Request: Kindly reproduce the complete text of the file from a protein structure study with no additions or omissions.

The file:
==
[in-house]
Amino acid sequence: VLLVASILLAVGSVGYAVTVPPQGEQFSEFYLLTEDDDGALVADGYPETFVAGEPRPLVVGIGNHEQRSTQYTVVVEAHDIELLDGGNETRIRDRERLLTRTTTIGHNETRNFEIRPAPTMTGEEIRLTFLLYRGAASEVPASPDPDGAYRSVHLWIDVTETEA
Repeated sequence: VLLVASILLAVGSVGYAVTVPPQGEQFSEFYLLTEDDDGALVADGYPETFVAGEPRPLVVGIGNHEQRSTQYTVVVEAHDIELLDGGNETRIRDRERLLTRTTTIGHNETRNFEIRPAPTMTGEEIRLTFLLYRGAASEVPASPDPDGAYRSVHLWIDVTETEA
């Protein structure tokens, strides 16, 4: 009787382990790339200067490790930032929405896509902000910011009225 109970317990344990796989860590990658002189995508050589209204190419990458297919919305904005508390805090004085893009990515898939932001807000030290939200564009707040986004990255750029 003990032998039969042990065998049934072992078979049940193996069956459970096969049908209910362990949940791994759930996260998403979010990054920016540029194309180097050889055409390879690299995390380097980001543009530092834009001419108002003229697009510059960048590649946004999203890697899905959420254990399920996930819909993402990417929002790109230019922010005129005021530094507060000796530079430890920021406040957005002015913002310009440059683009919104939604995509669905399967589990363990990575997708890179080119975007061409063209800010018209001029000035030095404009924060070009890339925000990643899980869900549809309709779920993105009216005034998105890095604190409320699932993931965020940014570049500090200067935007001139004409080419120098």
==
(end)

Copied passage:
[in-house]
Amino acid sequence: VLLVASILLAVGSVGYAVTVPPQGEQFSEFYLLTEDDDGALVADGYPETFVAGEPRPLVVGIGNHEQRSTQYTVVVEAHDIELLDGGNETRIRDRERLLTRTTTIGHNETRNFEIRPAPTMTGEEIRLTFLLYRGAASEVPASPDPDGAYRSVHLWIDVTETEA
Repeated sequence: VLLVASILLAVGSVGYAVTVPPQGEQFSEFYLLTEDDDGALVADGYPETFVAGEPRPLVVGIGNHEQRSTQYTVVVEAHDIELLDGGNETRIRDRERLLTRTTTIGHNETRNFEIRPAPTMTGEEIRLTFLLYRGAASEVPASPDPDGAYRSVHLWIDVTETEA
């Protein structure tokens, strides 16, 4: 009787382990790339200067490790930032929405896509902000910011009225 109970317990344990796989860590990658002189995508050589209204190419990458297919919305904005508390805090004085893009990515898939932001807000030290939200564009707040986004990255750029 003990032998039969042990065998049934072992078979049940193996069956459970096969049908209910362990949940791994759930996260998403979010990054920016540029194309180097050889055409390879690299995390380097980001543009530092834009001419108002003229697009510059960048590649946004999203890697899905959420254990399920996930819909993402990417929002790109230019922010005129005021530094507060000796530079430890920021406040957005002015913002310009440059683009919104939604995509669905399967589990363990990575997708890179080119975007061409063209800010018209001029000035030095404009924060070009890339925000990643899980869900549809309709779920993105009216005034998105890095604190409320699932993931965020940014570049500090200067935007001139004409080419120098």